Promoting Glazing Contractor Safety in the Workplace: Equipment and Procedures to Help Prevent Workplace Injuries | crlaurence Site
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Promoting Glazing Contractor Safety in the Workplace: Equipment and Procedures to Help Prevent Workplace Injuries

by CRL
September 10, 2021
by CRL
09/10/2021

Making workplace safety a top priority can lead to improvements in operations, company reputation, employee morale, and productivity—all of which will have a positive impact on the growth and longevity of your business.

The glazing industry is uniquely positioned to focus on safety. As an inherently heavy and fragile material, precautions must be taken to prevent glass damage and, more importantly, to ensure the safety of employees.

Glass continues to be a preferred building material because of its ability to increase daylighting and preserve views. As demand increases, it becomes all the more important to focus on contractor safety during installation.

At CRL, we recommend these eight glass-handling equipment and protective gear items to help maximize safety at every stage of the installation process.

  1. Specialized glass handling tools and equipment can increase efficiency while minimizing the risk of injury. Hand-held vacuum lifters are essential for most glazing jobs. Vacuum lifters provide a strong, pump-activated grip that prevents glass from slipping during transport and installation. Various weight capacities are available, as well as models made specifically for handling curved or textured glass.
  2. A back-support belt should be worn when handling glass, regardless of its weight and size. Proper lifting technique should also be observed.
  3. To maximize speed and minimize accidents, use vacuum lifters in conjunction with a glass dolly. Glass dollies alleviate the labor required to transport heavy glass panels. They also simplify the loading and unloading process. For the best performance, select a dolly with rugged, all-terrain wheels and a robust clamping system that secures glass in place.
  4. Glass lifters are a necessity for projects that specify large glass panels. They incorporate several high-performance vacuum cups to safely move and position heavy glass. Glass lifters are typically crane operated and offer convenient 360-degree rotation. Lifting capacities vary so be sure to consult the product manufacturer to determine what glass lifter is right for the job.
  5. Glaziers must wear protective gear while on the job to reduce the risk of injury. Safety goggles are a necessity in most cases as they protect the eyes from airborne debris. Tinted goggles are recommended when working outdoors to reduce glare.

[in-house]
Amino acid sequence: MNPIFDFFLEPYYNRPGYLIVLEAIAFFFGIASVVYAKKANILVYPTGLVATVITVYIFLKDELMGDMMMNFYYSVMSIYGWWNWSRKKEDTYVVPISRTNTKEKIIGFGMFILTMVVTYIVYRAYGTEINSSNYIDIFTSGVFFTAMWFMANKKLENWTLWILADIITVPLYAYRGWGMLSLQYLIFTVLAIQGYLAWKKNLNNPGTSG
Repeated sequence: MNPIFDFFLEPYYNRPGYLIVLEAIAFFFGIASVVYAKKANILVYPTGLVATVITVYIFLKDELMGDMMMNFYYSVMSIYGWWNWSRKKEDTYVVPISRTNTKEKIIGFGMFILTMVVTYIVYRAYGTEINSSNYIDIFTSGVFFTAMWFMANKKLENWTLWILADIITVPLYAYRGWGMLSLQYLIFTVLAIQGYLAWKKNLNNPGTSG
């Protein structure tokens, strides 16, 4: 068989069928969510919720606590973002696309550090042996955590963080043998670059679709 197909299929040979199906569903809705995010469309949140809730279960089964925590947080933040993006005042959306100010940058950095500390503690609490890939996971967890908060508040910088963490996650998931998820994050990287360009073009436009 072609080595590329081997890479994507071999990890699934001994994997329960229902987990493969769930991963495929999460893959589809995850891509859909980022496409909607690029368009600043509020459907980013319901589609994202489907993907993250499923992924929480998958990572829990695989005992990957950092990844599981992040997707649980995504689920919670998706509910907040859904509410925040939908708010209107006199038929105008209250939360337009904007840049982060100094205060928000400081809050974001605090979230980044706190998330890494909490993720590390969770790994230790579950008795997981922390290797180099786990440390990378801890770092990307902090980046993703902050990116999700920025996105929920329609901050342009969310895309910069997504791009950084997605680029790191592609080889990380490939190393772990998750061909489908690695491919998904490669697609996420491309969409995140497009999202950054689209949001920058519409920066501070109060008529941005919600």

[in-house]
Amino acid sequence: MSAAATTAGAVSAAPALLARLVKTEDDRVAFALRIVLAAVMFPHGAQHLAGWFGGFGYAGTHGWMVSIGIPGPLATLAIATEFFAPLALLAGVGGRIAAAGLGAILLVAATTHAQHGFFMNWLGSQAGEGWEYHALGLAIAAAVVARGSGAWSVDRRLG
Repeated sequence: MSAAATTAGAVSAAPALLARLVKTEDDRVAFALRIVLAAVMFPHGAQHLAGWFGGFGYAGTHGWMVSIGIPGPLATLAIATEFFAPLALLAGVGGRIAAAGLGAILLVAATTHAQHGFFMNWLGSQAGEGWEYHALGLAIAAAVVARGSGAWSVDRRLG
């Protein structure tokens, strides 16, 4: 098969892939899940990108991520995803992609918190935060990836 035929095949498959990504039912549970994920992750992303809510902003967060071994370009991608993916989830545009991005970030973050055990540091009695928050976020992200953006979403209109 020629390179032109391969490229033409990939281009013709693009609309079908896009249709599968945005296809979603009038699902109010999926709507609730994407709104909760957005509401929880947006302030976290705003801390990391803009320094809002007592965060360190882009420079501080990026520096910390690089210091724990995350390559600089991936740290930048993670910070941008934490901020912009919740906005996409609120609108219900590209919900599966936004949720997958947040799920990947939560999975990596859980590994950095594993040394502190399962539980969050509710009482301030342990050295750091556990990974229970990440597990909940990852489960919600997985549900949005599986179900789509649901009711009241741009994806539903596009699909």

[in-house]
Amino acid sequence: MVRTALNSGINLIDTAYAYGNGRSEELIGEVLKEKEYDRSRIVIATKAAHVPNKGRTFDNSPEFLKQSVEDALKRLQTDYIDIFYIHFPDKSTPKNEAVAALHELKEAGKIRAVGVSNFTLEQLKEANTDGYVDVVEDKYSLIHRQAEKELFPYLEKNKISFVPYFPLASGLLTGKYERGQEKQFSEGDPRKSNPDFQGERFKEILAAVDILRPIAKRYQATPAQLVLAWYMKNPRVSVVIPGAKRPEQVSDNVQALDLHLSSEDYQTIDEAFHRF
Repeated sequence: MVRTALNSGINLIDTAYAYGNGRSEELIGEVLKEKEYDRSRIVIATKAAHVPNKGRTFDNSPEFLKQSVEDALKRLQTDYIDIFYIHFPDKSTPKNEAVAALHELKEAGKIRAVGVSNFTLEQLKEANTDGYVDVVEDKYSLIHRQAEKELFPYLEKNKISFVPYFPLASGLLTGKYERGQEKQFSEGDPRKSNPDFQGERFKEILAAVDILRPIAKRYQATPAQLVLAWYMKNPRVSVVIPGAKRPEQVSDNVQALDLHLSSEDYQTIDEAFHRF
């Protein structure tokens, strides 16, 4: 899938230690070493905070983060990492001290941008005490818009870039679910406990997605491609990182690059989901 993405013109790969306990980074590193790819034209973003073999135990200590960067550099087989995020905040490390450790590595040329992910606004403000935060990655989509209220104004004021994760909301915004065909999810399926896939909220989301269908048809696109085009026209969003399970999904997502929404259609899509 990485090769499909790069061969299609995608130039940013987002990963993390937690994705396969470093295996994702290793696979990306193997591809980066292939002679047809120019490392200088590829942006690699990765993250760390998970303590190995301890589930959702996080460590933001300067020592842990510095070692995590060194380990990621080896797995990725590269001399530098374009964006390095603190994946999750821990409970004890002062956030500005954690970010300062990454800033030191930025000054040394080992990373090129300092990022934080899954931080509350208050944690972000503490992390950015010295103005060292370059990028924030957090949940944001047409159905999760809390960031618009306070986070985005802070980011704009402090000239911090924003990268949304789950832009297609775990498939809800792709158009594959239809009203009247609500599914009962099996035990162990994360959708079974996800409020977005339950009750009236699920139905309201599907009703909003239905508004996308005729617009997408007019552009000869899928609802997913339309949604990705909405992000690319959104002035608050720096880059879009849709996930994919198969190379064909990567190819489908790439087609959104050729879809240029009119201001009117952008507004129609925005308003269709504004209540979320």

6. Hard hats should be worn at all times to protect the head from impact. In general, hard hats should be replaced every five years, unless they’re subjected to extreme weather conditions and/or wear and tear. In these instances, they should be replaced every two years. As with all safety gear, confirm that the hard hat complies with OSHA standards.
  7. Cuts and lacerations pose a real danger in the event of glass breakage, making specialized glass handling gloves an important resource. Rubber gloves with a gauntlet cuff work best as they also provide wrist protection. Look for a corrugated finish because it produces a stronger grip that helps prevent glass slippage.
  8. Falls are one of the leading cases of traumatic injury in the construction industry so it’s imperative that proper precautions are taken, particularly in jobs with higher elevations. The most important pieces of equipment to prevent falls are a safety harness and lanyard. There are several styles available but for best results, select a full-body modular safety harness. They’re designed to distribute impact forces evenly. Extra straps also provide added comfort and protection. Be sure to follow proper procedures for securing the harness and lanyard.
Maintaining a safe work environment for all employees is of the utmost importance. It’s important to us at CRL, and we know it’s important to our customers. You can work smarter, not harder, with the right tools and equipment.

Injury prevention begins with education. The Occupational Safety and Health Administration (OSHA) is a valuable resource for small- to medium-sized companies to learn more about workplace safety guidelines. OSHA has a number of training and compliance assistance programs available, including free on-site consultations. Visit osha.gov/consultation to learn more.